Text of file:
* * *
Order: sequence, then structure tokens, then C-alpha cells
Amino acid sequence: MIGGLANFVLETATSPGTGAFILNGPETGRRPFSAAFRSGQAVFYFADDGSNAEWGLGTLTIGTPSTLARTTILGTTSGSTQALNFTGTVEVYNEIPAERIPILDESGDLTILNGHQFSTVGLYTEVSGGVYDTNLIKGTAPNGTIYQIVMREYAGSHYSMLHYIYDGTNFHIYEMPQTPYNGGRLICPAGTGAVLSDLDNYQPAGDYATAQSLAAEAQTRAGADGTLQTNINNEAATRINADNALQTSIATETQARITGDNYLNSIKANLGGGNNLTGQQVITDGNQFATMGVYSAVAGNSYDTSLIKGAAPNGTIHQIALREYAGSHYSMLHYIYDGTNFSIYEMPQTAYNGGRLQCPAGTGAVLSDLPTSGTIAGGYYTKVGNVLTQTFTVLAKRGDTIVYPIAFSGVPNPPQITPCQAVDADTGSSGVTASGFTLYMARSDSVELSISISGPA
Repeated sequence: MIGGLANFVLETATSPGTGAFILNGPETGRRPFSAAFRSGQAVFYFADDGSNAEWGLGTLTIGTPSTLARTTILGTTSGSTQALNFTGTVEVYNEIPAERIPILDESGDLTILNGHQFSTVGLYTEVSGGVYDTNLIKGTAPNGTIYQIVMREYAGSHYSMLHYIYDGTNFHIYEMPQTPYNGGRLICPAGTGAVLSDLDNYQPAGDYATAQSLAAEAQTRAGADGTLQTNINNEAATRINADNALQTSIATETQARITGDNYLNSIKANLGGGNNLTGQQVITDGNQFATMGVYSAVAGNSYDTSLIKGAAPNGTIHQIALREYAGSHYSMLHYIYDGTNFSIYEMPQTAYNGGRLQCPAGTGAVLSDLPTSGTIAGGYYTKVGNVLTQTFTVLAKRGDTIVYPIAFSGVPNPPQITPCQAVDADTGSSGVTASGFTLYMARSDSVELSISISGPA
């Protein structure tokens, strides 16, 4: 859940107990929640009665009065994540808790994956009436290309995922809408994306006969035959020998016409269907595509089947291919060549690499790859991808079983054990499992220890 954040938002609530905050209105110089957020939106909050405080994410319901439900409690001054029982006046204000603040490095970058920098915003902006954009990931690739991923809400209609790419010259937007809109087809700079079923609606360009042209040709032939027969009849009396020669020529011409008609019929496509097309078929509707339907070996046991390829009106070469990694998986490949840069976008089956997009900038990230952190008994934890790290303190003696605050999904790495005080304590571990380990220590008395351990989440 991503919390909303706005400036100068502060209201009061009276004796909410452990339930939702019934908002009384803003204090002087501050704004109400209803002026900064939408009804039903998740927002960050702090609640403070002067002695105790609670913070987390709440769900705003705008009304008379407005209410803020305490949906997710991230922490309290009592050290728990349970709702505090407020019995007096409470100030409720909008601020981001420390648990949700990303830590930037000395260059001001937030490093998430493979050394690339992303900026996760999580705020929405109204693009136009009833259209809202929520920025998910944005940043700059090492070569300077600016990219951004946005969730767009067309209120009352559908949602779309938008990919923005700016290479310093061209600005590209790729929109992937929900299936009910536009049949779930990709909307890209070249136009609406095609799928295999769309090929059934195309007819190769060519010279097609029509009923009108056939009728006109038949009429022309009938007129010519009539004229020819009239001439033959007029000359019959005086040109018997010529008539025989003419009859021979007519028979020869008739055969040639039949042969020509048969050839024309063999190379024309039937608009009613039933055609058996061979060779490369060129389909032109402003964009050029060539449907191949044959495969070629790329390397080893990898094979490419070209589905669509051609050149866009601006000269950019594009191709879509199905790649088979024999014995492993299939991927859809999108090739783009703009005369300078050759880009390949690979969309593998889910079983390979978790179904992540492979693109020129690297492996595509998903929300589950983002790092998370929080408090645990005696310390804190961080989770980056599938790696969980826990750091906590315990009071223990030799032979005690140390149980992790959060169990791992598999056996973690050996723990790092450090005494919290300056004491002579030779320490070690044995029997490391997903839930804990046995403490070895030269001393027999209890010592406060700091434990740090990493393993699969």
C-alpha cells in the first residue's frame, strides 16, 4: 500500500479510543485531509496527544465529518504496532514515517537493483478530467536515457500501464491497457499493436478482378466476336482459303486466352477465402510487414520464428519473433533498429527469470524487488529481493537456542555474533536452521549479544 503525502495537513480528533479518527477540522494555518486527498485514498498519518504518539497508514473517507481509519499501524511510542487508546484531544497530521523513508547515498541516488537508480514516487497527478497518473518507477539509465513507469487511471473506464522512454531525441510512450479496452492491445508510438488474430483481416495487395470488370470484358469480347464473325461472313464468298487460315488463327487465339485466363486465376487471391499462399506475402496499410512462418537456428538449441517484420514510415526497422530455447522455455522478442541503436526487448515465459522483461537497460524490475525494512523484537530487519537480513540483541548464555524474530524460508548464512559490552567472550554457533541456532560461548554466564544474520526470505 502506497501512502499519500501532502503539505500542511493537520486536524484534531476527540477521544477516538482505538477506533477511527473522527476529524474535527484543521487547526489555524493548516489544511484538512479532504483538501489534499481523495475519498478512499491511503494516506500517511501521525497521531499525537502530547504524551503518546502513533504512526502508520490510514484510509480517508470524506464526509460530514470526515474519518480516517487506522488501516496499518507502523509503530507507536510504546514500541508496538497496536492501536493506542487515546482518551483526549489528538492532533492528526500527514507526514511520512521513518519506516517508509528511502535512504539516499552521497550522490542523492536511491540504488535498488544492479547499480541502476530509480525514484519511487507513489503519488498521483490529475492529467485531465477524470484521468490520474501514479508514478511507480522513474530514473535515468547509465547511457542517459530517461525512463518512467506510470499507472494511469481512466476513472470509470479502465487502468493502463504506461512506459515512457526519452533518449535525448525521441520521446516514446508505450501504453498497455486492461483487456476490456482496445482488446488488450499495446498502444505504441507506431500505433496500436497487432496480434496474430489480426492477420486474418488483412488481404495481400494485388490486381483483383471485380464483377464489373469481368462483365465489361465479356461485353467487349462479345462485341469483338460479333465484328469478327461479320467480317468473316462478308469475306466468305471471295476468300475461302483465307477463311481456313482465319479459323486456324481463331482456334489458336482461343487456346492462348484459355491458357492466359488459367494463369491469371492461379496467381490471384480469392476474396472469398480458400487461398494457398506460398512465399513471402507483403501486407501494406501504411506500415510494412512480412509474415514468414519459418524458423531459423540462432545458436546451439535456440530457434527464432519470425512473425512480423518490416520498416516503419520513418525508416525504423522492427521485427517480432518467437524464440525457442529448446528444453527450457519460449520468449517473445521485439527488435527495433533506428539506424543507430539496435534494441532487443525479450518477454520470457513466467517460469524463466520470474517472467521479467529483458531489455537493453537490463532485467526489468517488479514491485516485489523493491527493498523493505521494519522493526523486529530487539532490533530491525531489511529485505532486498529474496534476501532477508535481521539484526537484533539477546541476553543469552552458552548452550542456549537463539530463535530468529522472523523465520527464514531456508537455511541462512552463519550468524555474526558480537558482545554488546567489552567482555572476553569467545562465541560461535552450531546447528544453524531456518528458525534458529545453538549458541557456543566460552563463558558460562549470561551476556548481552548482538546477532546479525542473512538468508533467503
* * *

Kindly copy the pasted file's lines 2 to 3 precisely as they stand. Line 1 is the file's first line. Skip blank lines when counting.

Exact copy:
Amino acid sequence: MIGGLANFVLETATSPGTGAFILNGPETGRRPFSAAFRSGQAVFYFADDGSNAEWGLGTLTIGTPSTLARTTILGTTSGSTQALNFTGTVEVYNEIPAERIPILDESGDLTILNGHQFSTVGLYTEVSGGVYDTNLIKGTAPNGTIYQIVMREYAGSHYSMLHYIYDGTNFHIYEMPQTPYNGGRLICPAGTGAVLSDLDNYQPAGDYATAQSLAAEAQTRAGADGTLQTNINNEAATRINADNALQTSIATETQARITGDNYLNSIKANLGGGNNLTGQQVITDGNQFATMGVYSAVAGNSYDTSLIKGAAPNGTIHQIALREYAGSHYSMLHYIYDGTNFSIYEMPQTAYNGGRLQCPAGTGAVLSDLPTSGTIAGGYYTKVGNVLTQTFTVLAKRGDTIVYPIAFSGVPNPPQITPCQAVDADTGSSGVTASGFTLYMARSDSVELSISISGPA
Repeated sequence: MIGGLANFVLETATSPGTGAFILNGPETGRRPFSAAFRSGQAVFYFADDGSNAEWGLGTLTIGTPSTLARTTILGTTSGSTQALNFTGTVEVYNEIPAERIPILDESGDLTILNGHQFSTVGLYTEVSGGVYDTNLIKGTAPNGTIYQIVMREYAGSHYSMLHYIYDGTNFHIYEMPQTPYNGGRLICPAGTGAVLSDLDNYQPAGDYATAQSLAAEAQTRAGADGTLQTNINNEAATRINADNALQTSIATETQARITGDNYLNSIKANLGGGNNLTGQQVITDGNQFATMGVYSAVAGNSYDTSLIKGAAPNGTIHQIALREYAGSHYSMLHYIYDGTNFSIYEMPQTAYNGGRLQCPAGTGAVLSDLPTSGTIAGGYYTKVGNVLTQTFTVLAKRGDTIVYPIAFSGVPNPPQITPCQAVDADTGSSGVTASGFTLYMARSDSVELSISISGPA